By Josephine Reid
An important thing to realize is that studying for your tests throughout nursing school and learning the content (rather than just memorizing/cramming for a test) is preparing you for the NCLEX. Throughout school you will learn content which will give you the foundation that you need for the NCLEX. Then in your last semester you could start preparing about the test taking strategies of the NCLEX; but for now, it's all about getting a good foundation, and that's what nursing school will give you.
Don't worry about content yet, but do work on NCLEX-style questions. Understanding the thought process behind NCLEX-style questions, which are completely different from other exam questions, will help you succeed in nursing school and on the NCLEX. The content will come with time. I didn't start prepping for the NCLEX until probably March or April before graduation (in May), tested in June, and licensed 2 days later. - RunBabyRN, BSN, RN, allnurses.com
Depending on what type of school nursing students attend, depends on when the NCLEX preparation begins. Usually, from the first semester, the school has a student taking computerized tests to see how well students score. Most students will eventually obtain study books and guides to begin preparing for the NCLEX-RN. During the last semester is usually a good time to start studying for the exam. The last semester for some schools is very busy, but by now the students should know how to manage time and some multitasking abilities.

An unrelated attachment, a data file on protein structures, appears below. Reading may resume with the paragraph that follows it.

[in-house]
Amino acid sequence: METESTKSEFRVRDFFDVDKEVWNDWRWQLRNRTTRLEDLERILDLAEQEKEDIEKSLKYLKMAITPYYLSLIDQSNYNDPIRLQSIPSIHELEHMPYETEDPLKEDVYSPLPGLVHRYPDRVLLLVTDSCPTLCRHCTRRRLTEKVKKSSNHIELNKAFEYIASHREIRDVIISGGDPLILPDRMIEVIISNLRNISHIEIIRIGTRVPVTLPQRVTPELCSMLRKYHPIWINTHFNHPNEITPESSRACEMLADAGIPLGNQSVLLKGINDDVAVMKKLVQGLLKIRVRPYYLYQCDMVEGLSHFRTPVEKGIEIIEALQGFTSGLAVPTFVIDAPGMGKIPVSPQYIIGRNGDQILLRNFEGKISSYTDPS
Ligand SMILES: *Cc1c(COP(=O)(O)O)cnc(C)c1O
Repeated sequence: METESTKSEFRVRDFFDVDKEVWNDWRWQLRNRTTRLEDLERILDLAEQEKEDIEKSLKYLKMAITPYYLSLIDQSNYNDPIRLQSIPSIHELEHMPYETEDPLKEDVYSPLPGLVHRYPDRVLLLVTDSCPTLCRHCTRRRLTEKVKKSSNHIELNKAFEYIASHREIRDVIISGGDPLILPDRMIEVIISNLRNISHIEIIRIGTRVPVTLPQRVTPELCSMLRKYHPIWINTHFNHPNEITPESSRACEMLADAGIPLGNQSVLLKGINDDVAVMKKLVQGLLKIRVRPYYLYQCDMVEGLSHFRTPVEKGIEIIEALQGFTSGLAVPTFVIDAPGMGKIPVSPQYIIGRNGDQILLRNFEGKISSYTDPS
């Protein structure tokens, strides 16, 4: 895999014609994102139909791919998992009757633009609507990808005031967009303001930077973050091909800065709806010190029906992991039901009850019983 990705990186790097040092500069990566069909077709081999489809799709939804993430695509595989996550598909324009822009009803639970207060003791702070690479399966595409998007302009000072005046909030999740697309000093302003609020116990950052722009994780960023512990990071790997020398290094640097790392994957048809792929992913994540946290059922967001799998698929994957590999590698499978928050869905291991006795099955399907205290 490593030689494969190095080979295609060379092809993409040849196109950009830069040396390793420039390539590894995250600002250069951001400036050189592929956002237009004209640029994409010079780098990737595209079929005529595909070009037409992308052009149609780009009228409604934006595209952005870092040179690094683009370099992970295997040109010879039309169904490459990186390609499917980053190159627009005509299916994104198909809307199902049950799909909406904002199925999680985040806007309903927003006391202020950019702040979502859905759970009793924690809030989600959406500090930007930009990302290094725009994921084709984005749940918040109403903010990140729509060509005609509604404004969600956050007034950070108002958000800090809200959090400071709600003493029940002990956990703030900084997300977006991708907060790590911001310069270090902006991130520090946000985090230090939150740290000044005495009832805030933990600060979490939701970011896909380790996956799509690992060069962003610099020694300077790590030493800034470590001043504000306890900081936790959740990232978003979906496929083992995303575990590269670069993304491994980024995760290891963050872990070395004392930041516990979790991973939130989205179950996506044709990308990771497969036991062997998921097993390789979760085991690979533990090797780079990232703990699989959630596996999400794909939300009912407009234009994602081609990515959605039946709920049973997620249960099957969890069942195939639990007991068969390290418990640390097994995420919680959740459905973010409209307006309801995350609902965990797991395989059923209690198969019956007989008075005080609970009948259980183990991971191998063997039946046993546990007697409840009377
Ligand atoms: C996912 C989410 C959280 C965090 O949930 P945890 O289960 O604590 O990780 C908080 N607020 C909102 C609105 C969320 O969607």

During the last semester, nursing students won’t get as much studying done as they would like, but it’s a start. Also, by this time, you are more familiar with medical terms, safety, diseases, and diagnosis. Reviewing a few pages of review a day will help students get familiar with NCLEX study books. There are many study guides to choose from, but all of them have most of the same instructions. The study books will tell students how to prepare for studying for the exam and what to look for in certain questions.
The NCLEX exam deals more with familiarization of the questions than memorization. However, starting after graduation does not mean that a student will fail. A percentage of students that start studying early still run a small risk of failing. The studying that is done during the last semester is very minimal and should not be stressful.
See Examining the Relationship between Student Scores on the National Council Licensing Examination for Registered Nurses (NCLEX-RN) and the Computer Adaptive Test (CAT) by Barbara B. Laird for more.